Navigant Research expects 73 million connected street lights to be deployed globally by 2026. This will be an immense asset for cities able to use these smart nodes as part of an emerging city mesh of sensors and smart devices. However, while the potential of smart street lighting is clear, there are still several hurdles to faster adoption. As Richelle Elberg noted in a new Echelon-sponsored white paper, we must examine the complex issues around the network choices facing cities—and technical complexities are only part of the problem. The Echelon white paper and Navigant Research’s recent Smart Street Lighting for Smart Cities report both identify five key messages for cities as they consider their street lighting policy:

  • Consider street lighting upgrades as part of an Internet of Things (IoT) strategy. Any city looking to deploy a street lighting network should at least have an outlined plan for how it will engage with the growth in the use of digital and IoT technologies for city operations and services. How do these developments fit with existing city development strategies? What are the priority local issues and what are the local assets that provide the starting point and make the plan distinct to the needs of this city?
  • Find new ways to collaborate across departments. The potential to add future services to a street lighting network means that coordination across city departments on procurement is essential. Restricting the procurement to the traditional concerns of the lighting department may limit the ability to realize future benefits. Coordination of networking requirements and procurement across multiple city departments—and even involvement of other stakeholders such as local utilities—should be considered.
  • Think about problems first. While there are a wide range of potential use cases for a multi-application network, not all will have the same priority. Just because many applications can be supported on a street lighting network does not mean that all will be equally important to all cities. As a leader of a successful smart city program recently said: “our secret is that we always start with a city problem not a technology.”
  • Understand the diversity of requirements. While integration across departments and the consolidation of requirements is a sensible approach, it is also important to realize that one approach will not satisfy all needs. Most cities are likely to require different communication solutions to address the span of smart city applications, from low risk Living Lab projects, to specific services applications such as street lighting and smart parking, to critical city systems for public safety. The future of city networking will be a hybrid.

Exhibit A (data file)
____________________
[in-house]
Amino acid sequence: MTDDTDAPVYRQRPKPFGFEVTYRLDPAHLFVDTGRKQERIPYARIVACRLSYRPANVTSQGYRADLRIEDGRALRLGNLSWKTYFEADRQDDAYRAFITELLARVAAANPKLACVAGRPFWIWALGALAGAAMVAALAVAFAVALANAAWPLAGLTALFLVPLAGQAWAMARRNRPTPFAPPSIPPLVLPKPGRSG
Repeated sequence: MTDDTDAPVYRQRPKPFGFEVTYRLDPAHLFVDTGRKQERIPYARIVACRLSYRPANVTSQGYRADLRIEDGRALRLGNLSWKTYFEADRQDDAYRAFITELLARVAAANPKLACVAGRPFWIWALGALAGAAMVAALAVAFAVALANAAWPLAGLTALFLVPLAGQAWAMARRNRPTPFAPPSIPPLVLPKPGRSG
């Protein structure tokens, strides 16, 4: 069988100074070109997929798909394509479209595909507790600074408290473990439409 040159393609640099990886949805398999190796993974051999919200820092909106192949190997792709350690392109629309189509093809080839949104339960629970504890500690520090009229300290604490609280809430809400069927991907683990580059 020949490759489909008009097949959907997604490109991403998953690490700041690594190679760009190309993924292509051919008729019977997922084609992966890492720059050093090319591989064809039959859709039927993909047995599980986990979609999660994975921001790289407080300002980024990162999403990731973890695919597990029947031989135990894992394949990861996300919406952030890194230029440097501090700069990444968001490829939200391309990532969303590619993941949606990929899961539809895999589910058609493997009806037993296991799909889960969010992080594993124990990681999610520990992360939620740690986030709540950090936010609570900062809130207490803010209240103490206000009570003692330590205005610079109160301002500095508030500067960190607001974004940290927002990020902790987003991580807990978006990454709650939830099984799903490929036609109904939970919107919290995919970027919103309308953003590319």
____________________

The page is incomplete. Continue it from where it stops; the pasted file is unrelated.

• Recognize that street lights are a city asset. In a world that depends on ubiquitous access to power and connectivity, the street lighting network is a valuable resource. In addition to providing a platform for new sensors and applications to improve the efficiency of city services, they can also be a source of new revenue. Street lighting poles are being used to extend cellular and Wi-Fi access, to integrate EV charging equipment, and as digital signage sites for advertisers.

Where Do We Go from Here?

Installing smart controls for street lighting at the same time as an LED upgrade program is a logical and cost-effective step to enhancing the value of the city lighting system. In 2017, smart street lights represent only about 2% of the installed base of street lights; there is still immense potential for better utilization of these valuable city assets.

Installed Base of Smart Street Lights by Region, World Markets: 2017-2026

(Source: Navigant Research)

For further detail on smart city applications, street lighting as a platform, and the relevant connectivity platforms, see the Navigant Research white paper, Smart Street Lighting as a Smart City Platform. The Executive Summary from the Smart Street Lighting for Smart Cities report is also available.